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With start of Twin Metals’ environmental review, the political showdown over the project kicks into high gear

Tom Landwehr
MinnPost photo by Walker Orenstein
Tom Landwehr, who was Gov. Mark Dayton’s DNR chief, said Gov. Tim Walz could reject or hold Twin Metals’ mine plan in part because the federal government has withheld the study.

For years, the plan by Twin Metals Minnesota for a copper-nickel mine on the edge of the Boundary Waters Canoe Area Wilderness has been one of the state’s most contentious political issues.

It has fractured Democrats, testing their relationship with labor unions, and split some Republicans. The project near Ely has garnered national media attention and even become a wedge issue in the presidential campaign.

And that was before Twin Metals applied for an evaluation needed to build the project. Now, after the company submitted an operating plan Wednesday for environmental review, the political battles may only grow more intense.

On Tuesday, the prominent advocacy group Campaign to Save the Boundary Waters called on Gov. Tim Walz to block the mine from even applying for permits, warning state law won’t prevent a mine from polluting the BWCA. And on Wednesday, a group of unions, business groups, power companies and Iron Range mayors released a letter supporting Twin Metals’ step into the regulatory process because the mine could “help revitalize the economy of northeastern Minnesota.”

Chris Knopf, executive director of the Friends of the Boundary Waters Wilderness, said his organization is already fighting the mine in court and intends to comment on the permitting process. But he also foreshadowed the road ahead, predicting the fight over Twin Metals may only ramp up from here. “Ultimately we have to have a political resolution to this,” Knopf said.

What’s the mine plan means

Twin Metals, which is owned by the Chilean mining giant Antofagasta, has worked for a decade to research its deposit and plan for how it could build a mine. Kelly Osborne, the company’s CEO, said they analyzed 2 million feet of core to analyze the ore at the potential mine. To date, Twin Metals has spent more than $450 million on the project.

Gov. Tim Walz
Gov. Tim Walz
The company’s official plan is for an underground mine that would yield copper, nickel, cobalt and other metals near the confluence of Birch Lake and the South Kawishiwi River. Twin Metals argues that it can prevent water pollution with modern mining technology, while processing 20,000 tons of ore per day to feed a growing demand for its minerals.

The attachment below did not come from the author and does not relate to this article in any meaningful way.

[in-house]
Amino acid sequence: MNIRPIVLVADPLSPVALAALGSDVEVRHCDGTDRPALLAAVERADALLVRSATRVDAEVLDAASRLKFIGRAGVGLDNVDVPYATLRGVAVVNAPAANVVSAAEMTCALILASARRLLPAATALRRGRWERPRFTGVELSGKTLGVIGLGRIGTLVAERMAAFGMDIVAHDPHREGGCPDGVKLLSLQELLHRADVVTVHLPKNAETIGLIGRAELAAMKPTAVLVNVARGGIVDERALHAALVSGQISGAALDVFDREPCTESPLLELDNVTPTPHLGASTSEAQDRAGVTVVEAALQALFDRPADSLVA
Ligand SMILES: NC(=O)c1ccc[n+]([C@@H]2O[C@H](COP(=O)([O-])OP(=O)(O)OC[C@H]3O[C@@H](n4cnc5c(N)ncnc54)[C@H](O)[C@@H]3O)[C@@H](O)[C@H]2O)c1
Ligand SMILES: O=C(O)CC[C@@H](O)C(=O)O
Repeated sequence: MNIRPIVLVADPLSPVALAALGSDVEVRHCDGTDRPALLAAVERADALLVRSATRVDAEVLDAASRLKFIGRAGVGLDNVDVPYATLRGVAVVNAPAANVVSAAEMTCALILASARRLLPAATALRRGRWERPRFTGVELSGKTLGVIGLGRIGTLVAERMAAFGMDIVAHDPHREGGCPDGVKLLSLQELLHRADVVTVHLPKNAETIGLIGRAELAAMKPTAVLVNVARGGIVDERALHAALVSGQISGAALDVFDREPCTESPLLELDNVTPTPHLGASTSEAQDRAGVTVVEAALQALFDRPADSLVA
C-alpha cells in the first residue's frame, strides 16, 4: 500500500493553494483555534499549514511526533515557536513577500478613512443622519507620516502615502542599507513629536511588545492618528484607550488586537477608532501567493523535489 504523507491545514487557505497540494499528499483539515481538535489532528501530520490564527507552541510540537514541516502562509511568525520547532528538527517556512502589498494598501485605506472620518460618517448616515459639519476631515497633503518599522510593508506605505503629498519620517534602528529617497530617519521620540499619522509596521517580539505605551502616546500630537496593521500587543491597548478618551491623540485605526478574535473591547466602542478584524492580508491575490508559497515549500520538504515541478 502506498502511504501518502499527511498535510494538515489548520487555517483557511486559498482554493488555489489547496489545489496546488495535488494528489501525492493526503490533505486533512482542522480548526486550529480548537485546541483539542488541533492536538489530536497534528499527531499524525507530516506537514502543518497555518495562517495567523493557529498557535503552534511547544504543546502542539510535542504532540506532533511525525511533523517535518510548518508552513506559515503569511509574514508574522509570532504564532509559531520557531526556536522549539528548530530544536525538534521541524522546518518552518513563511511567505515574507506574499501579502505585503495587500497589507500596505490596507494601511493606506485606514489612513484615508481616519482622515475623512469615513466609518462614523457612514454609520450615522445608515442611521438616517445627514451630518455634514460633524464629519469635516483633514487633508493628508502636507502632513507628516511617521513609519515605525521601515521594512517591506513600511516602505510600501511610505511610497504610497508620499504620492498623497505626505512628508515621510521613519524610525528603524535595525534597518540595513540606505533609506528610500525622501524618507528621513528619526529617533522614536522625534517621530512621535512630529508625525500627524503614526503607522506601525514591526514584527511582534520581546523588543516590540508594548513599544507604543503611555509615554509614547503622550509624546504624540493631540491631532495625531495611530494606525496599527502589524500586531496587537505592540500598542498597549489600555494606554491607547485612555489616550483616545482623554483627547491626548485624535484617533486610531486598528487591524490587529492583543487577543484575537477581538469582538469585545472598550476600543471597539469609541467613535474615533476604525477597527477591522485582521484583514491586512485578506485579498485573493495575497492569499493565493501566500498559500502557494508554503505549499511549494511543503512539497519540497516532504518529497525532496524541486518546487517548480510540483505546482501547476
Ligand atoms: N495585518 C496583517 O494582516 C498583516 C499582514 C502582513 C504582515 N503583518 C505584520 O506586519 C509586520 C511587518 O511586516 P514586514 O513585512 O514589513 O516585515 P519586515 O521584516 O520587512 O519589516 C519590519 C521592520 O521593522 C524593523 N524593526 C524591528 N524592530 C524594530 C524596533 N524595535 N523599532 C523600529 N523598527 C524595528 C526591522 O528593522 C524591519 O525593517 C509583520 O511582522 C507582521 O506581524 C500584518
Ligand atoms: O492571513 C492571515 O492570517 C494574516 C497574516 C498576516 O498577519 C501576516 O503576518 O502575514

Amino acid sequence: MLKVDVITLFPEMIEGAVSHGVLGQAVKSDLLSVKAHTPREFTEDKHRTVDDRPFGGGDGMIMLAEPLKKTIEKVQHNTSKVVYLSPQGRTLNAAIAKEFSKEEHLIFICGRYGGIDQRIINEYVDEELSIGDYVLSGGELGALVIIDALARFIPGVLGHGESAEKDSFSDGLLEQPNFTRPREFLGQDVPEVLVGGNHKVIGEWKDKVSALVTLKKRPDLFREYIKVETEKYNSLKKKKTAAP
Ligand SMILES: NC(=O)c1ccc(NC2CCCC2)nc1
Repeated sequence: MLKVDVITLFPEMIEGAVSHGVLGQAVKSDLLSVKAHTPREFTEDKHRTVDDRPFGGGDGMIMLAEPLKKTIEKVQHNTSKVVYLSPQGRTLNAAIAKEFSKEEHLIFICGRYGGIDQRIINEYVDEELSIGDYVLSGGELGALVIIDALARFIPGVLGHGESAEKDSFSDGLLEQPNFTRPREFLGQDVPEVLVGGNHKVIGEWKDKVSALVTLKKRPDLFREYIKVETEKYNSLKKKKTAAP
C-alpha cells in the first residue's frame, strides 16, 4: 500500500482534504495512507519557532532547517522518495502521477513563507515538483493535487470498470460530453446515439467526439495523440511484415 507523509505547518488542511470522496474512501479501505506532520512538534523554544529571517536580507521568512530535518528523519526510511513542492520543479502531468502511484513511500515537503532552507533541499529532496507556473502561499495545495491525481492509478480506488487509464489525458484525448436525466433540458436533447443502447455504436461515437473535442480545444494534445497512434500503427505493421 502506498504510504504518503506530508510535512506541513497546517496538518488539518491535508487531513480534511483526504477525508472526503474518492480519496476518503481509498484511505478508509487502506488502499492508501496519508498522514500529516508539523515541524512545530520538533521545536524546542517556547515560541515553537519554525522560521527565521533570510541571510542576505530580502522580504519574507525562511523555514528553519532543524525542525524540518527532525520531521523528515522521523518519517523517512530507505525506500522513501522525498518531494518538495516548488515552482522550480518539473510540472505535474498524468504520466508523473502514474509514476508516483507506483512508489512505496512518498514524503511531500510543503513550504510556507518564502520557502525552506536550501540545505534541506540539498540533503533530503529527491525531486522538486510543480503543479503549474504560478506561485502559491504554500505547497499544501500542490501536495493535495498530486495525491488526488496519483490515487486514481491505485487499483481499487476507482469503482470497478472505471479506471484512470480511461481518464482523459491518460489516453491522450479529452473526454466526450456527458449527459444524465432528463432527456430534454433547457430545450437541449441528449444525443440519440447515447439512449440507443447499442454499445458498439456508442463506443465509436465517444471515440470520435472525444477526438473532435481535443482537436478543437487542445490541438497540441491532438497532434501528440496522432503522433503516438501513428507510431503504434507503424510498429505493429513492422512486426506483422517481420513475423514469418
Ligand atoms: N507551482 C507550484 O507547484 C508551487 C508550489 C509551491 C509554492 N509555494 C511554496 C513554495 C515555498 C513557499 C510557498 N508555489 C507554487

Barring an intervention from Walz, the submittal begins a years-long review by state and federal regulators to see if the project can meet environmental laws.

The Department of Natural Resources will start by determining if the company’s application is complete and deciding the scope of environmental review. The federal government is also set to do its own review, known as an Environmental Impact Statement.

A reversal in fortunes for Twin Metals

Julie Padilla, the chief regulatory officer for Twin Metals, guessed the project is between five and seven years away from completing this regulatory gauntlet. “We believe that we can (mine) in a way that is to 21st century standards,” Osborne said. “It’s best in class, best in practices.”

It took a swing in political fortunes for Twin Metals to even get to this point, though. 

In 2016, Barack Obama’s administration canceled leases owned by Twin Metals, saying the risk of polluting the Boundary Waters was too great. The feds also launched a study that could have prompted a 20-year halt on mining in the Rainy River watershed. Then-Gov. Mark Dayton was also staunchly opposed to the project.

But when Donald Trump was elected, his administration reinstated the leases and renewed them. (A lawsuit over whether the leases were legally renewed is pending in federal court.) The federal government also ended the study of the Rainy River watershed early, saying it did not yield any new information. The results have not been made public.

U.S. Rep. Betty McCollum, a DFLer from Minnesota’s 4th District, has asked for that research and passed legislation through the House to complete the study and pause any mining review until it’s finished, an idea also supported by DFL Sens. Tina Smith and Amy Klobuchar. But the White House rejected the measure in a budget deal struck by Congress this week.

Rising political pressure

The political arm of the Boundary Waters campaign has successfully lobbied most Democratic presidential candidates to oppose mining in the watershed, including Bernie Sanders, Elizabeth Warren and Pete Buttigieg. Klobuchar and Joe Biden have not made such a commitment.

But on Tuesday at the state Capitol, Tom Landwehr, executive director of the nonprofit, went after another political target: Walz. Landwehr, who was Dayton’s DNR chief, said the governor could reject or hold Twin Metals’ mine plan in part because the federal government has withheld the study.

Kawishiwi River
MinnPost photo by Walker Orenstein
The Kawishiwi River runs near Ely, close to the proposed site of an underground copper-nickel mine owned by Twin Metals Minnesota.
Landwehr has argued Minnesota’s environmental laws do not take into account the pristine nature of the Boundary Waters and would allow enough pollution to harm the wilderness. While the environmental wing of the DFL has balked at the idea of a mine near the BWCA, state lawmakers from the Iron Range — including Senate Minority Leader Tom Bakk — and many labor unions have championed the proposal. 

Walz has said he won’t unilaterally stop controversial projects such as Twin Metals or Enbridge’s Line 3 oil pipeline, because he doesn’t want to encourage future governors to skip environmental review to greenlight projects.